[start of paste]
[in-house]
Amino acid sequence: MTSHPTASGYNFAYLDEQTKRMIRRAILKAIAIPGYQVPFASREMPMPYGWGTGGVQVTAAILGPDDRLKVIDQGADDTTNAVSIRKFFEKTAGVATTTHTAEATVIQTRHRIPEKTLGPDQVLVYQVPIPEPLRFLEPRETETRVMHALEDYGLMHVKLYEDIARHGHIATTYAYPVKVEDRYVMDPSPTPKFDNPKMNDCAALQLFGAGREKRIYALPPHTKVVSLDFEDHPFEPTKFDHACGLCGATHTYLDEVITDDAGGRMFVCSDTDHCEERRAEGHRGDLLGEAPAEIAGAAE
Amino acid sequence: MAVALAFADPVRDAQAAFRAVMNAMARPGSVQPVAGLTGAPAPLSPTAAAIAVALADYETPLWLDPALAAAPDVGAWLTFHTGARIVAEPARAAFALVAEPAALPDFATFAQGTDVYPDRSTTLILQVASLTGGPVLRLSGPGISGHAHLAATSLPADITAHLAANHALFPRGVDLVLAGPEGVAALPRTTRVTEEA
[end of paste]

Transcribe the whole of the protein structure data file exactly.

[in-house]
Amino acid sequence: MTSHPTASGYNFAYLDEQTKRMIRRAILKAIAIPGYQVPFASREMPMPYGWGTGGVQVTAAILGPDDRLKVIDQGADDTTNAVSIRKFFEKTAGVATTTHTAEATVIQTRHRIPEKTLGPDQVLVYQVPIPEPLRFLEPRETETRVMHALEDYGLMHVKLYEDIARHGHIATTYAYPVKVEDRYVMDPSPTPKFDNPKMNDCAALQLFGAGREKRIYALPPHTKVVSLDFEDHPFEPTKFDHACGLCGATHTYLDEVITDDAGGRMFVCSDTDHCEERRAEGHRGDLLGEAPAEIAGAAE
Amino acid sequence: MAVALAFADPVRDAQAAFRAVMNAMARPGSVQPVAGLTGAPAPLSPTAAAIAVALADYETPLWLDPALAAAPDVGAWLTFHTGARIVAEPARAAFALVAEPAALPDFATFAQGTDVYPDRSTTLILQVASLTGGPVLRLSGPGISGHAHLAATSLPADITAHLAANHALFPRGVDLVLAGPEGVAALPRTTRVTEEA